Gardening in Texas: Part 8 – Growing Cacti and Succulents
Welcome to Gardening In Texas from Bounce Energy! We hope this series will steer you in the direction of planting a green Texas garden with a eco-friendly lifestyle in mind. We’ll discuss shaping a garden that uses less water, grows in harmony with animal and insect life in the area, and provides you with more than just a pretty view.
Let’s Learn about Cacti & Succulents!
Cacti and succulents are some of the strangest yet most artful sculptural species of plants on the planet. Environmentally speaking, they are great for a native garden, where water conservation is given top consideration. For those of you who live in apartments, these make a great addition to your balcony. They grow excellent in pots so no huge yard is needed.
And when it comes to growing cacti and succulents in Texas, I can confidently say that wherever you live in the Lone Star State, they will grow with success. That is, if you take care of them! Thankfully, these plants are forgiving – if you forget to water them for two weeks, you most likely won’t have killed them.
Factors like soil quality and sun exposure determine the success of growing succulents, so we want to share tips on how to make them work for you in this eighth installment of Gardening in Texas.
1) Consider the Plant Selection
What kind of cacti or succulent you select depends on where you plan to grow them. They grow well on a brightly light windowsill, planted in rocky soil. They grow wonderfully well interspersed with flowering natives in the ground. And if planting among other bushes, be sure and build a small mound for them to grow on. They don’t like to hang out in water, so to speak.
Some succulents will crawl along the floor like ground cover, while other cacti will grow vertical like a pole-shaped sculpture. Talk to a knowledgeable attendant at your local nursery, and be sure to let them know where you intend to grow them in order to find the best selection for your needs.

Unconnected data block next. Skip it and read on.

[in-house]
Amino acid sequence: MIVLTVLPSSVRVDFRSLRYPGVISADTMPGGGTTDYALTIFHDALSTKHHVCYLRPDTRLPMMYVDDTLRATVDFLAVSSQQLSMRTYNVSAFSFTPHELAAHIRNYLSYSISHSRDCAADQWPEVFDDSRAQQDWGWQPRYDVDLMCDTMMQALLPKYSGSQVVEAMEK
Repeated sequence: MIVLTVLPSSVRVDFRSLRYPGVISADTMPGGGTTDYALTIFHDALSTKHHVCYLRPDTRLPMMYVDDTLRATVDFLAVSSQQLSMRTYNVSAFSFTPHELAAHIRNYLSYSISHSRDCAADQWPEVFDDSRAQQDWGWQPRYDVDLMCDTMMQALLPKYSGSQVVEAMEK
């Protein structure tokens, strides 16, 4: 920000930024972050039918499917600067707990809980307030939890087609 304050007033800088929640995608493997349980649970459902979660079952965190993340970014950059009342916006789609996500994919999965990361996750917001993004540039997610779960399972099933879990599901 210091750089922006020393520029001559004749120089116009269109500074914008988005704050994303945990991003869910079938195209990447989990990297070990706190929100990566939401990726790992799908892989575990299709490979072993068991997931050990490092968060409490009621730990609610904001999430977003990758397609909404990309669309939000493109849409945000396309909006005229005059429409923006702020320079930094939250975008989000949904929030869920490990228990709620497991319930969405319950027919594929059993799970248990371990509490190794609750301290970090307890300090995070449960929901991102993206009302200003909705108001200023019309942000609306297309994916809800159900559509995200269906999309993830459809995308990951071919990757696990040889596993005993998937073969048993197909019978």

2) Determine the Soil Needs
Plant cacti and succulents in well-draining soil. Their roots prefer to stay dry and don’t want to lie in water, like a fern does. If you have “gumbo soil” in your yard (which is prevalent in East Texas and tends to hold water), mix something like lava soil or some kind of soil mender into your dirt. If you’re planting in the ground, don’t plant near a low-lying, boggy area that collects water.
3) Calculate the Sunshine Needs
While many cacti can handle 8 hours of full-blazing sun, many delicate succulents prefer bright light but not desert-like sun exposure. When they get too much sun, their leaves burn. The other concern with succulents is that, if they don’t receive enough light, they will become leggy and stretch outward seeking the sun’s rays. Rotate the pot from time to time so their shape remains straight instead of at an arc.
Experiment and find the best place for your plants. There is a rule of thumb that if your cactus or succulent is doing great, don’t move it!
4) Learn the Water Needs
There is a myth that cacti don’t need water. Though certain species can survive without water, this isn’t entirely true. This is because drought conditions are not desirable, since cacti do need some water, so don’t entirely ignore them.
The trick is not to over-water them, otherwise you will drown their roots, and they’ll rot. Water twice a month if they’re in pots, and if they’re growing in the ground, let them be. They will likely get enough water on their own from annual rainfall.
5) Sharing Cacti and Succulents
Talk to your neighbors or friends who grow cacti and ask politely for a cutting. For example, prickly pear cactus will grow by cutting one leaf from a mother plant. Plant the side of the leaf that was cut into the ground and water in. Over time, it will become the mother and babies will begin to grow outward.
You can do the same with the leaves of a succulent. Simply pluck one off and place into water on a brightly lit windowsill. Or you can plant the leaf into a pot with at least 2/3 of the leaf staying above the soil line. When it comes to propagating succulents, experiment and find what works.
Do you have any experience growing cacti and succulents in Texas? Share with us in the comments!